Robert Wilson, bassist for The Gap Band, passed on August 15 at the age of 53. The cause was a heart attack.
Robert Wilson was born in 1957 on Tulsa, Oklahoma. In 1967 brothers Charlie, Ronnie, and Robert Wilson formed the first incarnation of The Gap Band, under the name The Greenwood, Archer, and Pine Street Band, in 1967. It was in 1973 that the band shortened its name to The Gap Band, so it would stand out better on posters for gigs. Discovered by Tulsa recording legend Leon Russell, The Gap Band released their first album, Magician's Holiday, in 1974. They released their second album, The Gap Band, in 1977. Neither album did well, perhaps because the band's funk sound was out of fashion at the time.They were later introduced to producer Lonnie Simmons, who signed them to his Total Experience Records. In 1979 they released their first album with Lonnie Simmons, also titled The Gap Band. This album actually did well and they had a Top 10 R&B hit with "Shake."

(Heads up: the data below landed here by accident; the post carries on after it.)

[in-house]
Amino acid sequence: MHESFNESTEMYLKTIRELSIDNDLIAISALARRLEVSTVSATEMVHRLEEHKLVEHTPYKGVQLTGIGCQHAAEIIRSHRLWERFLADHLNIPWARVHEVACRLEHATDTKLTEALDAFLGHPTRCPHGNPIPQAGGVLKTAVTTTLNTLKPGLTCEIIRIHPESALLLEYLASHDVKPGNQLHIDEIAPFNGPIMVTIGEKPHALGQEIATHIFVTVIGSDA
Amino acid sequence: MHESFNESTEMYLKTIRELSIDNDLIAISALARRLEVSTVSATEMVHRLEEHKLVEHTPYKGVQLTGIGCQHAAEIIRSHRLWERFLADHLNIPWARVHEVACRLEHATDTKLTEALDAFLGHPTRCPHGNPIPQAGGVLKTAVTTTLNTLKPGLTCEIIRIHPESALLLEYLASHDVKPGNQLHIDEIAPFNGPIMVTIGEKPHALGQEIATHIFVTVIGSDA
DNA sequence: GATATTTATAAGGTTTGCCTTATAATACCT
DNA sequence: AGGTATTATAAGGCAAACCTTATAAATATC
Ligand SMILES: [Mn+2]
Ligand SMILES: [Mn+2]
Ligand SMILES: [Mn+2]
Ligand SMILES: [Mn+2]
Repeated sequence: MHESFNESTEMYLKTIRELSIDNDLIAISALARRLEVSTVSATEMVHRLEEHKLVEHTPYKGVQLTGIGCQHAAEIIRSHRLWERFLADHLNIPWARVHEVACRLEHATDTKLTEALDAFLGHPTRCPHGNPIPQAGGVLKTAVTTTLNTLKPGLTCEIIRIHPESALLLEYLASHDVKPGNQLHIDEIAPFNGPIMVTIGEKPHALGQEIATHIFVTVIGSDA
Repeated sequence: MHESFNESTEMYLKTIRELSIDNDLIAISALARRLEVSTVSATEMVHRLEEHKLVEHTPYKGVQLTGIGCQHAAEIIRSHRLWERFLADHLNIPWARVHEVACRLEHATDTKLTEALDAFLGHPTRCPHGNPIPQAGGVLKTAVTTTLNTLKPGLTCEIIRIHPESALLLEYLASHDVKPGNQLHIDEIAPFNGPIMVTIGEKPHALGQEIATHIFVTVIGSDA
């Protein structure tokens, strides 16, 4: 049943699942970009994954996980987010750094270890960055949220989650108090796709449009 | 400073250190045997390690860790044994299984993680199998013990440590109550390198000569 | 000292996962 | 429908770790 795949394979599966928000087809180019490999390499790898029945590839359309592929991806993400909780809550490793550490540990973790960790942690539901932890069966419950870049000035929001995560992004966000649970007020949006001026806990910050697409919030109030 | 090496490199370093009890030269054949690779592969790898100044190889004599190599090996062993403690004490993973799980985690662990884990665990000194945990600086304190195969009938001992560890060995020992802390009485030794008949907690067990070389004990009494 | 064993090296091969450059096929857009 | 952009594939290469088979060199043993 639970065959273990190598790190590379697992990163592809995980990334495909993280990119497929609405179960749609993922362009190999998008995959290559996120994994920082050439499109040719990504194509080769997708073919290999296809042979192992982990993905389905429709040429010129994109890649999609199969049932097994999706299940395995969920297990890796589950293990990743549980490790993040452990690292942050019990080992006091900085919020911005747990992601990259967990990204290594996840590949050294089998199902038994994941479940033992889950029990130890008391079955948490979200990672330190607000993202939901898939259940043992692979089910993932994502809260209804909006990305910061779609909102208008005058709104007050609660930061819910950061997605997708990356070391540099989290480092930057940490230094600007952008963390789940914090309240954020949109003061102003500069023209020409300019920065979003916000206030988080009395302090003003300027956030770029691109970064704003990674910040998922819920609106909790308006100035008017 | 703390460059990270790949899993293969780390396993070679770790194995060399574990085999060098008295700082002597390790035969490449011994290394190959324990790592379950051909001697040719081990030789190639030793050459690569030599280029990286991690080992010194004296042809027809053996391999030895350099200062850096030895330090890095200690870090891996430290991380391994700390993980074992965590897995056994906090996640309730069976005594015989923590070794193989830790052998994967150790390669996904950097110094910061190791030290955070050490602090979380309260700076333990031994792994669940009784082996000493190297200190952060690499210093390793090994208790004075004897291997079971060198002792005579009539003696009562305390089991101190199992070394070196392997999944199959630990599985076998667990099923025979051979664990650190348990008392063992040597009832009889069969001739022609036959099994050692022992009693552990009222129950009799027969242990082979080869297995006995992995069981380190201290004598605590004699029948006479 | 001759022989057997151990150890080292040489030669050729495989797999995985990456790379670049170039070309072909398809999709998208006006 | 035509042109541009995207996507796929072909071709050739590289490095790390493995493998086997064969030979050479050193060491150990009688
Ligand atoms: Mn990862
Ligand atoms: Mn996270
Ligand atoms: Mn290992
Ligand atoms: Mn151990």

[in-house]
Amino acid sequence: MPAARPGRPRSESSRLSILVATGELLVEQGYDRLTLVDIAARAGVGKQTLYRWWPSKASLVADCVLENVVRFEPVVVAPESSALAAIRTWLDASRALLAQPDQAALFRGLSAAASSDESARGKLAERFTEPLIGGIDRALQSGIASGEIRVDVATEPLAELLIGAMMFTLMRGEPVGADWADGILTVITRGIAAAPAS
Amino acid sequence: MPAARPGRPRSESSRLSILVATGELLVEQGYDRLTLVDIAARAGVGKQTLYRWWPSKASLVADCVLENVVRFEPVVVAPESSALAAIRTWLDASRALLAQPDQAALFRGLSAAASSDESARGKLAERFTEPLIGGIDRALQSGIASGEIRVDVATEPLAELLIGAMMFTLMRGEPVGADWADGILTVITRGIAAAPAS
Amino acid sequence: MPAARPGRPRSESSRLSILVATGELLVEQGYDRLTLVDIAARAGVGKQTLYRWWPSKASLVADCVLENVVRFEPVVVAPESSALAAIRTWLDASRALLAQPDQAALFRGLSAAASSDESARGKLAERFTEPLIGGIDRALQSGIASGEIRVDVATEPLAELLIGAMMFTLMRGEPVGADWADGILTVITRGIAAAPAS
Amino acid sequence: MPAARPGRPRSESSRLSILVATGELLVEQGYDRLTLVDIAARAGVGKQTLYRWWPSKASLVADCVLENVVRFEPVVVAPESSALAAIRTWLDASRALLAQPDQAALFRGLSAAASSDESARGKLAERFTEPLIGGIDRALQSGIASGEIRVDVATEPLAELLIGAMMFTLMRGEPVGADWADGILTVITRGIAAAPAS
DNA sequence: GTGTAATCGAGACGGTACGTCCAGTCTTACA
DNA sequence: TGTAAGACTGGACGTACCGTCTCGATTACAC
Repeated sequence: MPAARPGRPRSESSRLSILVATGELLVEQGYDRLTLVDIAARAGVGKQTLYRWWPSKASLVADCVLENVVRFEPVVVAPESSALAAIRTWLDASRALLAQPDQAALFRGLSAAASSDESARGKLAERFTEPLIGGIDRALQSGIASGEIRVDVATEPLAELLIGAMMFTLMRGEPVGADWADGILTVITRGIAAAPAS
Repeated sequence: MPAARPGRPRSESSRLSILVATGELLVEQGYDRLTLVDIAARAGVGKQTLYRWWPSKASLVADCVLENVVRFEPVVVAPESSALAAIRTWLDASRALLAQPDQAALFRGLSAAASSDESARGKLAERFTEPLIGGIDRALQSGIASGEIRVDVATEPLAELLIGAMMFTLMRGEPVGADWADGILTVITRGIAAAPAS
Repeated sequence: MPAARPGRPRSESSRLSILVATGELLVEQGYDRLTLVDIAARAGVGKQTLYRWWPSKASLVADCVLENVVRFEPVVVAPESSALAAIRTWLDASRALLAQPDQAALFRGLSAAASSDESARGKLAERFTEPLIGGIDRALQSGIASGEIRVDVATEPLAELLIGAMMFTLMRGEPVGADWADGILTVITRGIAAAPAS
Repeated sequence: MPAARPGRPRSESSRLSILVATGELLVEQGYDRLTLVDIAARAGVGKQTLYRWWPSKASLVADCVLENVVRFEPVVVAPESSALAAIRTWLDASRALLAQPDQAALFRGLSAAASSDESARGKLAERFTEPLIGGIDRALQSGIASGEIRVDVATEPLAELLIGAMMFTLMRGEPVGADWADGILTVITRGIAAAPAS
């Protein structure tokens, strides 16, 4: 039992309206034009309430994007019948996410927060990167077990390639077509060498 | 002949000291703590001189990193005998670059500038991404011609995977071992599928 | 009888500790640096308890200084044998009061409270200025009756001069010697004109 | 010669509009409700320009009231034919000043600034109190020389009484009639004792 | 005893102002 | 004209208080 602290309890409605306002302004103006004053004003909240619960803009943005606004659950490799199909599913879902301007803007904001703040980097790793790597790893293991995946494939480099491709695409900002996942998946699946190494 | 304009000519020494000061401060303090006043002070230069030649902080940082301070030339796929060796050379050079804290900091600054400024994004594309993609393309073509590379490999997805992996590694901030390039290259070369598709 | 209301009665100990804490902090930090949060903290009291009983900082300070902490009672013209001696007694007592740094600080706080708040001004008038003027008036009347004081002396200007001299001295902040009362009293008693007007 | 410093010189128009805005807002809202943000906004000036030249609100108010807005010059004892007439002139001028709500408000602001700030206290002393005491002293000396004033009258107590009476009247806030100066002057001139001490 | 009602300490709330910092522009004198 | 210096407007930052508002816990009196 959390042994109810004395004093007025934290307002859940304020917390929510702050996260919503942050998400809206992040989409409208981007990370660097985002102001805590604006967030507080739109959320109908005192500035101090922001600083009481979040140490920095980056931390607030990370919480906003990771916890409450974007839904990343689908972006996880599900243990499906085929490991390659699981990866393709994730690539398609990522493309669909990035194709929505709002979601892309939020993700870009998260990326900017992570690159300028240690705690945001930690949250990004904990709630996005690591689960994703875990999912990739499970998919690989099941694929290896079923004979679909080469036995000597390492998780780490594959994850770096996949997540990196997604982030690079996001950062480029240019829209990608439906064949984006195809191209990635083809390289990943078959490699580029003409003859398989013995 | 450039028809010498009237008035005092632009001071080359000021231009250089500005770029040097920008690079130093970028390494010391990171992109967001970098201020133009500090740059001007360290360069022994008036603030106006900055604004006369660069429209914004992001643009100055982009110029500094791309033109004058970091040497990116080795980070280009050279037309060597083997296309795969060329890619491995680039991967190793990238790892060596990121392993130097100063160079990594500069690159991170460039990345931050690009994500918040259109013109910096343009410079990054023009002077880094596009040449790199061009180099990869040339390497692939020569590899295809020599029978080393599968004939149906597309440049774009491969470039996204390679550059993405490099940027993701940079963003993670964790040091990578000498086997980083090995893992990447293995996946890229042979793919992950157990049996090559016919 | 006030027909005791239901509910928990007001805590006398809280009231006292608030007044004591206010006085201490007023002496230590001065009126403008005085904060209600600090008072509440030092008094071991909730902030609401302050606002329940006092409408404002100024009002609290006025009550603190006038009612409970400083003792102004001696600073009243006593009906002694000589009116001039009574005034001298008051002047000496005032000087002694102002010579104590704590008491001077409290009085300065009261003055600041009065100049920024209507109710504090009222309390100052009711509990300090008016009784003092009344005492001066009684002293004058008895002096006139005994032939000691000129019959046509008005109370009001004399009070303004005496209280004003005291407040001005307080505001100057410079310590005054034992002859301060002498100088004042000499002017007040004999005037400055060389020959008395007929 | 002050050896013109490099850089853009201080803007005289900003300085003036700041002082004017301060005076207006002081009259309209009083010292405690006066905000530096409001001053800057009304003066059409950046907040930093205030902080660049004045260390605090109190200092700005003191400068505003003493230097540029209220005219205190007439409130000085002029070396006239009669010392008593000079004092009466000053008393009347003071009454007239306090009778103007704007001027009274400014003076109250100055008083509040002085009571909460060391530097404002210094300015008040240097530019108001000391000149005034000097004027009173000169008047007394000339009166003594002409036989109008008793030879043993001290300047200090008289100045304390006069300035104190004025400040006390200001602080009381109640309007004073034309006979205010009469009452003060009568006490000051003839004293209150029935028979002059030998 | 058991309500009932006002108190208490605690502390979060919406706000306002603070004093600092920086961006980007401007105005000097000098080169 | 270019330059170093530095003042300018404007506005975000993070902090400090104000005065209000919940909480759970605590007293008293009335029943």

Later in 1979 The Gap Band released the album The Gap Band II. The album veered more towards the sound of that of Parliament-Funkadelic. It went gold and the song "Steppin' (Out)" hit the top 10 on the R&B chart. It would be in 1980 that The Gap Band hit the big time. Their album Gap Band III hit #16 on the Billboard albums chart. From the album they had a top five R&B song, "Yearning for Your Love." Their biggest success would come with Gap Band IV. Released in 1982, Gap Band IV went to #14 on the Billboard albums chart. It produced two hit singles, "Early in the Morning" and, what is widely regarded as The Gap Band's signature song, "You Dropped a Bomb on Me."
Unfortunately, Gap Band V: Jammin', released in 1983, did not do quite as well, but it produced a hit single in the form of "Party Train." Gap Band VI, released in 1985, did not do as well as Gap Band V: Jammin'. For the rest of the Eighties and into the Nineties, The Gap Band recorded four studio albums and two live albums.
As bassist of The Gap Band, Robert Wilson was central to the band's success, providing the underlying bass riffs to all of their songs. Indeed, it was a mark of his skill as a bassist that he was called "the Godfather of Bass Guitar." What is all the more remarkable is that he achieved such skill while very young, recording professionally when he was only 14. Before he had turned 20 he had already played bass with both Billy Preston and Eric Clapton. Mr. Wilson belonged to one of the greatest funk bands of all time, and he was easily the greatest bassist in the entire genre of funk.